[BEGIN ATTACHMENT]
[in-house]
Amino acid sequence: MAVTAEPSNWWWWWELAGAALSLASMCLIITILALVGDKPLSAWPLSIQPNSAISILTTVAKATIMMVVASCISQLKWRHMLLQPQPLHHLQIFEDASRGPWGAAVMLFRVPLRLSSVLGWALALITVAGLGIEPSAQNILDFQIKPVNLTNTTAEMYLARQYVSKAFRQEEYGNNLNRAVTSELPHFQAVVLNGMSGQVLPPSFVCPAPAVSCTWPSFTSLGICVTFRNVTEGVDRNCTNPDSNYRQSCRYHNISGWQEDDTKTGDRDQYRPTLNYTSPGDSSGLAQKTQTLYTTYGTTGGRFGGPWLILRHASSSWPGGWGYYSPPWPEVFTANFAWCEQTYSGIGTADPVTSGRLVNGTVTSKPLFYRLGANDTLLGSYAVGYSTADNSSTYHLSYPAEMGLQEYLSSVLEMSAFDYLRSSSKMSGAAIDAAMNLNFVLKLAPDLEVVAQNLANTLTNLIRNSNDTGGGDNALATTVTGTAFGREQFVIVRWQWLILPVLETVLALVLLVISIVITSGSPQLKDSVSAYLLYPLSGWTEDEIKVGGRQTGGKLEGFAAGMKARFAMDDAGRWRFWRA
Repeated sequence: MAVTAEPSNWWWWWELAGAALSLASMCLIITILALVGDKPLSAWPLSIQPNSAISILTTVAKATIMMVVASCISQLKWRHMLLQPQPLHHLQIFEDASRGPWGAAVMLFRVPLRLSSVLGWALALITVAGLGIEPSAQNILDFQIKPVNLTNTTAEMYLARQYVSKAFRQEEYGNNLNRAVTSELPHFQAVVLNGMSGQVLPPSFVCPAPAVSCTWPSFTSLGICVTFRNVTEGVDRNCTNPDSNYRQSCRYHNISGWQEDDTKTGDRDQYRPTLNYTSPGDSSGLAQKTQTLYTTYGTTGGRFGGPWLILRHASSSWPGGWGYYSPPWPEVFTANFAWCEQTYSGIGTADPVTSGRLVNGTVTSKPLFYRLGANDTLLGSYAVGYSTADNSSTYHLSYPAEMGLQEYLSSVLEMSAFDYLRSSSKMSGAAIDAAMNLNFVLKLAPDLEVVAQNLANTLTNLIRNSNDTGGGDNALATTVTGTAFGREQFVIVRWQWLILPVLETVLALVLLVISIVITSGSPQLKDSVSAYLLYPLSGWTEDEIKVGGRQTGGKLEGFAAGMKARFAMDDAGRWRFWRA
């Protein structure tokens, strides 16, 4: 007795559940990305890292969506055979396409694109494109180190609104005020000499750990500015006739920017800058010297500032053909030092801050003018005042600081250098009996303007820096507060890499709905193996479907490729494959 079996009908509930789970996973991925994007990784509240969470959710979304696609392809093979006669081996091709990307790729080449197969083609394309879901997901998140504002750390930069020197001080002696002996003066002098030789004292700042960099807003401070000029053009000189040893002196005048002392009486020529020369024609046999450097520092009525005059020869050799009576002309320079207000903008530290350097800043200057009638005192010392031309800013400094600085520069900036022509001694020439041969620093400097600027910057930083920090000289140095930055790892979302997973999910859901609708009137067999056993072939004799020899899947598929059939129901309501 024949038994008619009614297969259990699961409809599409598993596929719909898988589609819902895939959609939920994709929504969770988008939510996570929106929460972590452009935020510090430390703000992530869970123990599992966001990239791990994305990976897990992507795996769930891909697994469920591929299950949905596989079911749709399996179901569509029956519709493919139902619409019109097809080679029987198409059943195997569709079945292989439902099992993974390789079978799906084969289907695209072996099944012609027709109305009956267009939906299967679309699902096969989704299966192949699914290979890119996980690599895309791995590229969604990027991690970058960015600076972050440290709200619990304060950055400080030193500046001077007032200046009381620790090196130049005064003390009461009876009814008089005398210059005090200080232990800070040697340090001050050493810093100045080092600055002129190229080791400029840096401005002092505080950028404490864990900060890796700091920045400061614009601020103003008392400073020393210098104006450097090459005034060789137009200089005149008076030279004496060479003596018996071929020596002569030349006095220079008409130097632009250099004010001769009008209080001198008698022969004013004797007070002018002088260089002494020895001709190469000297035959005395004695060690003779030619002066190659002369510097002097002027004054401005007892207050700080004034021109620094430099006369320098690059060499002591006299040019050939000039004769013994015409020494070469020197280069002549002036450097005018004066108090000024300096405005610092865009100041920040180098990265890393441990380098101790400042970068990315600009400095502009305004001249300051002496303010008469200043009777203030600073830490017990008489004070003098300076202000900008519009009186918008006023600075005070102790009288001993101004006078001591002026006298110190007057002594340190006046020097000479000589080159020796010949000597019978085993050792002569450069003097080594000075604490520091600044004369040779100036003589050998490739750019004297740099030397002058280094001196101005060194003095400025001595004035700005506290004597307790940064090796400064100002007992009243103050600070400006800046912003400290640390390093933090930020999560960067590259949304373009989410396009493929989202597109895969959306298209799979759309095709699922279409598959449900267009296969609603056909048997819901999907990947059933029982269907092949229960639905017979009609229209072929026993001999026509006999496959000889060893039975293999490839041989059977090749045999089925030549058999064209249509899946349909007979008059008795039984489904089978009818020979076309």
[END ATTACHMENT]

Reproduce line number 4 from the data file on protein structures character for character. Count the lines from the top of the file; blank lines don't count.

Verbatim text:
């Protein structure tokens, strides 16, 4: 007795559940990305890292969506055979396409694109494109180190609104005020000499750990500015006739920017800058010297500032053909030092801050003018005042600081250098009996303007820096507060890499709905193996479907490729494959 079996009908509930789970996973991925994007990784509240969470959710979304696609392809093979006669081996091709990307790729080449197969083609394309879901997901998140504002750390930069020197001080002696002996003066002098030789004292700042960099807003401070000029053009000189040893002196005048002392009486020529020369024609046999450097520092009525005059020869050799009576002309320079207000903008530290350097800043200057009638005192010392031309800013400094600085520069900036022509001694020439041969620093400097600027910057930083920090000289140095930055790892979302997973999910859901609708009137067999056993072939004799020899899947598929059939129901309501 024949038994008619009614297969259990699961409809599409598993596929719909898988589609819902895939959609939920994709929504969770988008939510996570929106929460972590452009935020510090430390703000992530869970123990599992966001990239791990994305990976897990992507795996769930891909697994469920591929299950949905596989079911749709399996179901569509029956519709493919139902619409019109097809080679029987198409059943195997569709079945292989439902099992993974390789079978799906084969289907695209072996099944012609027709109305009956267009939906299967679309699902096969989704299966192949699914290979890119996980690599895309791995590229969604990027991690970058960015600076972050440290709200619990304060950055400080030193500046001077007032200046009381620790090196130049005064003390009461009876009814008089005398210059005090200080232990800070040697340090001050050493810093100045080092600055002129190229080791400029840096401005002092505080950028404490864990900060890796700091920045400061614009601020103003008392400073020393210098104006450097090459005034060789137009200089005149008076030279004496060479003596018996071929020596002569030349006095220079008409130097632009250099004010001769009008209080001198008698022969004013004797007070002018002088260089002494020895001709190469000297035959005395004695060690003779030619002066190659002369510097002097002027004054401005007892207050700080004034021109620094430099006369320098690059060499002591006299040019050939000039004769013994015409020494070469020197280069002549002036450097005018004066108090000024300096405005610092865009100041920040180098990265890393441990380098101790400042970068990315600009400095502009305004001249300051002496303010008469200043009777203030600073830490017990008489004070003098300076202000900008519009009186918008006023600075005070102790009288001993101004006078001591002026006298110190007057002594340190006046020097000479000589080159020796010949000597019978085993050792002569450069003097080594000075604490520091600044004369040779100036003589050998490739750019004297740099030397002058280094001196101005060194003095400025001595004035700005506290004597307790940064090796400064100002007992009243103050600070400006800046912003400290640390390093933090930020999560960067590259949304373009989410396009493929989202597109895969959306298209799979759309095709699922279409598959449900267009296969609603056909048997819901999907990947059933029982269907092949229960639905017979009609229209072929026993001999026509006999496959000889060893039975293999490839041989059977090749045999089925030549058999064209249509899946349909007979008059008795039984489904089978009818020979076309």